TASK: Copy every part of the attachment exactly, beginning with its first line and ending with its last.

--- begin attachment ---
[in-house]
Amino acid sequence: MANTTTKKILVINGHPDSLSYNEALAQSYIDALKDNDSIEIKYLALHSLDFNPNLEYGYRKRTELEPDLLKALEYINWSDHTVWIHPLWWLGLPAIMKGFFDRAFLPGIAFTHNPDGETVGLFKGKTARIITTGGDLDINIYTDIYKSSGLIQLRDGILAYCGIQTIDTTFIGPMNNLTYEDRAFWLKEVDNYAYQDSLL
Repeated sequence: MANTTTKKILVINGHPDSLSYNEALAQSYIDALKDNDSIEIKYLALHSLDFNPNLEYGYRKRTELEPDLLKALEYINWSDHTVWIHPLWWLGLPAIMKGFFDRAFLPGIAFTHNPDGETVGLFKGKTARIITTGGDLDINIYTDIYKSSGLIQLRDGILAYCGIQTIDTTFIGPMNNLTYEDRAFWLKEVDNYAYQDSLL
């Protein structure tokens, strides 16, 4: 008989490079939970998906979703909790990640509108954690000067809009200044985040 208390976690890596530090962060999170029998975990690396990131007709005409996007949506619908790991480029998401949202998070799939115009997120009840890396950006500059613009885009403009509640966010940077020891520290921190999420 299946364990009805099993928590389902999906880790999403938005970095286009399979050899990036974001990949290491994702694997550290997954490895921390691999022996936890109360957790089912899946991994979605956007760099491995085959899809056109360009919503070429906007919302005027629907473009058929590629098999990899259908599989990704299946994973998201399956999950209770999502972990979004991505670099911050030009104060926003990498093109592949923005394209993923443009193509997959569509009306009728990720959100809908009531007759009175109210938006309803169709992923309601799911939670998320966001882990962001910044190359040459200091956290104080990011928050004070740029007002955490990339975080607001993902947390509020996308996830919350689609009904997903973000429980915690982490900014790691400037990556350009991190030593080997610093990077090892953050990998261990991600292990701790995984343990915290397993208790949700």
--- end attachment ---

[in-house]
Amino acid sequence: MANTTTKKILVINGHPDSLSYNEALAQSYIDALKDNDSIEIKYLALHSLDFNPNLEYGYRKRTELEPDLLKALEYINWSDHTVWIHPLWWLGLPAIMKGFFDRAFLPGIAFTHNPDGETVGLFKGKTARIITTGGDLDINIYTDIYKSSGLIQLRDGILAYCGIQTIDTTFIGPMNNLTYEDRAFWLKEVDNYAYQDSLL
Repeated sequence: MANTTTKKILVINGHPDSLSYNEALAQSYIDALKDNDSIEIKYLALHSLDFNPNLEYGYRKRTELEPDLLKALEYINWSDHTVWIHPLWWLGLPAIMKGFFDRAFLPGIAFTHNPDGETVGLFKGKTARIITTGGDLDINIYTDIYKSSGLIQLRDGILAYCGIQTIDTTFIGPMNNLTYEDRAFWLKEVDNYAYQDSLL
């Protein structure tokens, strides 16, 4: 008989490079939970998906979703909790990640509108954690000067809009200044985040 208390976690890596530090962060999170029998975990690396990131007709005409996007949506619908790991480029998401949202998070799939115009997120009840890396950006500059613009885009403009509640966010940077020891520290921190999420 299946364990009805099993928590389902999906880790999403938005970095286009399979050899990036974001990949290491994702694997550290997954490895921390691999022996936890109360957790089912899946991994979605956007760099491995085959899809056109360009919503070429906007919302005027629907473009058929590629098999990899259908599989990704299946994973998201399956999950209770999502972990979004991505670099911050030009104060926003990498093109592949923005394209993923443009193509997959569509009306009728990720959100809908009531007759009175109210938006309803169709992923309601799911939670998320966001882990962001910044190359040459200091956290104080990011928050004070740029007002955490990339975080607001993902947390509020996308996830919350689609009904997903973000429980915690982490900014790691400037990556350009991190030593080997610093990077090892953050990998261990991600292990701790995984343990915290397993208790949700």